In the 19th century, Rimini was one of the most active cities in the revolutionary front, hosting many of the movements aimed at Italian unification. In the course of World War II, the city was the scene of clashes and bombings, but also of a fierce partisan resistance that earned it the honor of a gold medal for civic valor. Finally, in recent years it has become one of the most important sites for trade fairs and conferences in Italy.
The total approximate population of the Rimini urban area is 225,000 and the provincial population is 330,000.
Bellariva, Corpolò, Marebello, Miramare di Rimini, Rivabella, Rivazzurra, San Fortunato, San Giuliano a Mare, San Vito, Santa Aquilina, Santa Giustina, Torre Pedrera, Viserba, Viserbella
Padua in Italy, get around, what to see and do, landmarks, tourist sites , hotels,
Padova  (English: Padua, French: Padoue, Latin: Patavium) is a city in North Eastern Italy, and the capital of the province of the same name. It is located centrally in the Veneto region, between Venezia on one side and Vicenza and Verona on the other. The city itself has 210,821 inhabitants (2001), with about 350,000 inhabitants in the wider metropolitan area.
Belzoni Museo-Laboratorio di Antichi Strumenti Scientifici, Via Speroni Sperone, 39/41, 35139 Padova (PD), ☎ +37 49 655157 (email@example.com), . school hours (9:30-12:30 weekdays) and certain Saturdays. This is a very peculiar museum, a collection of old scientific instruments assembled by Professor Pietro Paolo Gallo, a teacher of physics at a technical highschool, which also houses the museum in a couple of its rooms. No one speaks anything but Italian, and they are not prepared for anything more than a few enthusiasts. Tell the secretary at the school's entrance that you would like to see the scientific instruments, and she will attempt to find Professor Gallo for you. Free admission, but Professor Gallo has a few instruments he cannot identify, and you may be interrogated if you have any knowledge of what they might be.. edit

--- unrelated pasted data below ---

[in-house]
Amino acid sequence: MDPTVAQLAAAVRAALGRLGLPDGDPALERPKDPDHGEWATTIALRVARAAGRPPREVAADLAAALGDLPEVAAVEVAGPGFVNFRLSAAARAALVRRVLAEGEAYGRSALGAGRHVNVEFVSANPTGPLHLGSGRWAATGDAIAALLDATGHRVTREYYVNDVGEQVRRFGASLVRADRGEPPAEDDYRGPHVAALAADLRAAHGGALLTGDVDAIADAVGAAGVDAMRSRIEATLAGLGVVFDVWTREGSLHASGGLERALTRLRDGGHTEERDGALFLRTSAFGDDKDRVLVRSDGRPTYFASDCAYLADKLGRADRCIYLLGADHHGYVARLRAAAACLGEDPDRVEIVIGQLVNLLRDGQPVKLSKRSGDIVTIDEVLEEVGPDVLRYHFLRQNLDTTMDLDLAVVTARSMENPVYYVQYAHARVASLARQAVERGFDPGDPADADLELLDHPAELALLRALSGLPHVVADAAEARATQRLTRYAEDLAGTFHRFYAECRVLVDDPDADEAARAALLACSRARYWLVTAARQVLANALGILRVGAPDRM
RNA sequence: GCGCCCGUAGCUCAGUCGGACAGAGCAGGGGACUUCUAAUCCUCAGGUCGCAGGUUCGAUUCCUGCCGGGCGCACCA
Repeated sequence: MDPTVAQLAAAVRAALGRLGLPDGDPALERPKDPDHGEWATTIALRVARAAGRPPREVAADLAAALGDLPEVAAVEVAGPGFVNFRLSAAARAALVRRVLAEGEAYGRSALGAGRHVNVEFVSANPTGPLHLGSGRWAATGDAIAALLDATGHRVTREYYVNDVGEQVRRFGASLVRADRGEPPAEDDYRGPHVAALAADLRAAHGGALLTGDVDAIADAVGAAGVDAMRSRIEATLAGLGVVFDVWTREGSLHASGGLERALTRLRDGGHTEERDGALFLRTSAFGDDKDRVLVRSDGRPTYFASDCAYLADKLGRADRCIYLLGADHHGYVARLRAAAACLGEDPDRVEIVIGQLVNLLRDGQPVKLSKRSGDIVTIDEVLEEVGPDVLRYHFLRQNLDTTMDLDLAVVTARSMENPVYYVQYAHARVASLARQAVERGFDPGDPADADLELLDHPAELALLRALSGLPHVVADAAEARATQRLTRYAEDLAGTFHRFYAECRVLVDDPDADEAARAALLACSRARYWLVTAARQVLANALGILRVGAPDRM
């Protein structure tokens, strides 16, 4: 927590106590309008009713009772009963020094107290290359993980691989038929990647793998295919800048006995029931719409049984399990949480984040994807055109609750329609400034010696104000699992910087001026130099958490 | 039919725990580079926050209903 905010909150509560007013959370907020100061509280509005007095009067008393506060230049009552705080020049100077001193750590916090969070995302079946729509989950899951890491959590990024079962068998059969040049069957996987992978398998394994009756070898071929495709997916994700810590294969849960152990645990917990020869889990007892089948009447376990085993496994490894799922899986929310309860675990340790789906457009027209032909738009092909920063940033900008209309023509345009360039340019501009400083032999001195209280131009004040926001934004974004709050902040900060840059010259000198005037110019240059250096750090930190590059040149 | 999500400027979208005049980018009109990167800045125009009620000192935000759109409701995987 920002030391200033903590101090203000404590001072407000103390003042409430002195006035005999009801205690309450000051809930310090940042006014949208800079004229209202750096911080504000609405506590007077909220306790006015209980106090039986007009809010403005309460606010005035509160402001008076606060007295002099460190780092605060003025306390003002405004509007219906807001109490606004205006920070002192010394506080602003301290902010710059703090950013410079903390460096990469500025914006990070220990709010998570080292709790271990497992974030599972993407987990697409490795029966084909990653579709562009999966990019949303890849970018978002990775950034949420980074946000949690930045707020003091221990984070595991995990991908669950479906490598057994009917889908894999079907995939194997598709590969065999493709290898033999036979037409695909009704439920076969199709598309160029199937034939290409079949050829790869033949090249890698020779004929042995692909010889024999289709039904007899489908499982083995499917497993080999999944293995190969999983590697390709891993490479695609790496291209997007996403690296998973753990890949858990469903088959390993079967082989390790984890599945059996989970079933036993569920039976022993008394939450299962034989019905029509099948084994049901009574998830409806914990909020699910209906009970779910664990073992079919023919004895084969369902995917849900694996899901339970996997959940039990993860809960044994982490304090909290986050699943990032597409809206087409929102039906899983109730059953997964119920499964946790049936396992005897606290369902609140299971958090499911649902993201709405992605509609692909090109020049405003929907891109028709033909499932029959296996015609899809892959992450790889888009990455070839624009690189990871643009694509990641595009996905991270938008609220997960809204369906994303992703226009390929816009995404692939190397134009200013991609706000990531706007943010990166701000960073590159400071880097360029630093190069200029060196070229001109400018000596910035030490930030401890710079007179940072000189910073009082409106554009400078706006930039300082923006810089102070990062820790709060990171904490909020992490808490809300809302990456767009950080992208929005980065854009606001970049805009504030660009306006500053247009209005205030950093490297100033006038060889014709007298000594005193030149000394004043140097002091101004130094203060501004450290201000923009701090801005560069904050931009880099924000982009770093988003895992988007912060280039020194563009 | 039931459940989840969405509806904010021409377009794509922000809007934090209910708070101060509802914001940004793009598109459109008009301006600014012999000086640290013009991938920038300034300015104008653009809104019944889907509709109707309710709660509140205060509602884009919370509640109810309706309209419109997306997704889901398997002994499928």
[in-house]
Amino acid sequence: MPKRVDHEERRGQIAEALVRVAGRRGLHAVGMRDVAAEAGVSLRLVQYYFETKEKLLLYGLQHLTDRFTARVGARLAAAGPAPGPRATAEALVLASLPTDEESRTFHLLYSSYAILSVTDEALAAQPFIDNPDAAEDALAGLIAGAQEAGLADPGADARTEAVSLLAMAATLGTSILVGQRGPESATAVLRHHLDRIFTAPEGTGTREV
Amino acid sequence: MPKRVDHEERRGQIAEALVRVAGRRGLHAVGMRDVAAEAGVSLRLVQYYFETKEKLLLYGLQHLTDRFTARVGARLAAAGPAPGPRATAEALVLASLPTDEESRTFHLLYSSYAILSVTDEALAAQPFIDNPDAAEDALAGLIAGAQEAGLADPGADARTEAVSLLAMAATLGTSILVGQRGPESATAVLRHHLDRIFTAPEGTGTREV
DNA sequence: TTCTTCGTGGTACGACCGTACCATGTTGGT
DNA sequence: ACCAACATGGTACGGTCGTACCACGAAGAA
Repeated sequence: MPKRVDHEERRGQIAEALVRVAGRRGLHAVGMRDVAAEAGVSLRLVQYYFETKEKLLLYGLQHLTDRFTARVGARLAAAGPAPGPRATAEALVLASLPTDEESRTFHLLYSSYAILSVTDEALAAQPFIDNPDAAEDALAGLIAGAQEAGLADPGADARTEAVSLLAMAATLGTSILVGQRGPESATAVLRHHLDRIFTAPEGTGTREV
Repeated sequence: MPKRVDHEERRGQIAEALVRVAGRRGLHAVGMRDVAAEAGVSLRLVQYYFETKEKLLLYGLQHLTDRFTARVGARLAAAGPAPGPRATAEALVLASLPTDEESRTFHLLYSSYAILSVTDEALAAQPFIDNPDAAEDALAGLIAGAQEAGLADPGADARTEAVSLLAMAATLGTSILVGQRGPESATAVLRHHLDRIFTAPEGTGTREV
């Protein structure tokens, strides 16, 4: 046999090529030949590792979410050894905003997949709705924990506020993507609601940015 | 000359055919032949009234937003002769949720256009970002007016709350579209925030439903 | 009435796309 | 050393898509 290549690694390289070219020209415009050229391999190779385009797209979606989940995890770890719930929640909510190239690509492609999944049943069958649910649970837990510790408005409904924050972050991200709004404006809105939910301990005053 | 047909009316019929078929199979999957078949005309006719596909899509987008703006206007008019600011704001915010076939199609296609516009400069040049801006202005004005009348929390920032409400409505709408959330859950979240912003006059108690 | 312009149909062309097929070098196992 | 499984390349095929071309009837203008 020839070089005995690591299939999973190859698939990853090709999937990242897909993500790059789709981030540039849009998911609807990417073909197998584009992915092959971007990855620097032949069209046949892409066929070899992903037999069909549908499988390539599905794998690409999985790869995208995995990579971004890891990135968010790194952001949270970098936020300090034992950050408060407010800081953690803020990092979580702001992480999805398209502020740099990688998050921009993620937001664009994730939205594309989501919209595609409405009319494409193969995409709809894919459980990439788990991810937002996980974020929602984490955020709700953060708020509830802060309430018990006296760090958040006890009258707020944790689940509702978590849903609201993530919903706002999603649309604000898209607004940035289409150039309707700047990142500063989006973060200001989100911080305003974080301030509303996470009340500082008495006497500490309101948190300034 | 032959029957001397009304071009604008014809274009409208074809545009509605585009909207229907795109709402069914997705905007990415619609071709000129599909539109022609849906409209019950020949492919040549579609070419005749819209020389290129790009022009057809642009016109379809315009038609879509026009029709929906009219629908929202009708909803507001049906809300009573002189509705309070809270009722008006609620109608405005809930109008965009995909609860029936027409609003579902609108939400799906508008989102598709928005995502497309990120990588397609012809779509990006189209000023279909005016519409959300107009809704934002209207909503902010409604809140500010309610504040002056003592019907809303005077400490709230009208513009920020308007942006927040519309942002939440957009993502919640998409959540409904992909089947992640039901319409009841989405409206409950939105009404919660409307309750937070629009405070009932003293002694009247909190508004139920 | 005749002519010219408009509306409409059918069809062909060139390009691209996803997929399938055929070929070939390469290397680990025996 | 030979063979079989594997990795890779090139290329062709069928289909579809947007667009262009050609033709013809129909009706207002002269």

I Musei civici degli Eremitani (Musei civici di Padova). A museum divided into an archeological section and a picture gallery, which has a very important collection with Tizian, Tintoretto, Giotto and Bellini among other important painters. edit
Contemporary Art Museum
Astronomic Observatory (La Specola),
City walls of Padova
Santa Giustina Basilica
Saint Anthony's cathedral
Prato della Valle and Saint Giustina Basilica
St. George's Oratory
Chiesa Eremitani, Basilica di Sant'Antonio)
Piazza del Santo
Prato della Valle
Places to see in ( Padova - Italy )
Places to see in ( Padova - Italy )
Padua is a city in Northern Italy’s Veneto region. It’s known for the frescoes by Giotto in its Scrovegni Chapel from 1303–05 and the vast 13th-century Basilica of St. Anthony. The basilica, with its Byzantine-style domes and notable artworks, contains the namesake saint’s tomb. In Padua's old town are arcaded streets and stylish cafes frequented by students of the University of Padua, established in 1222.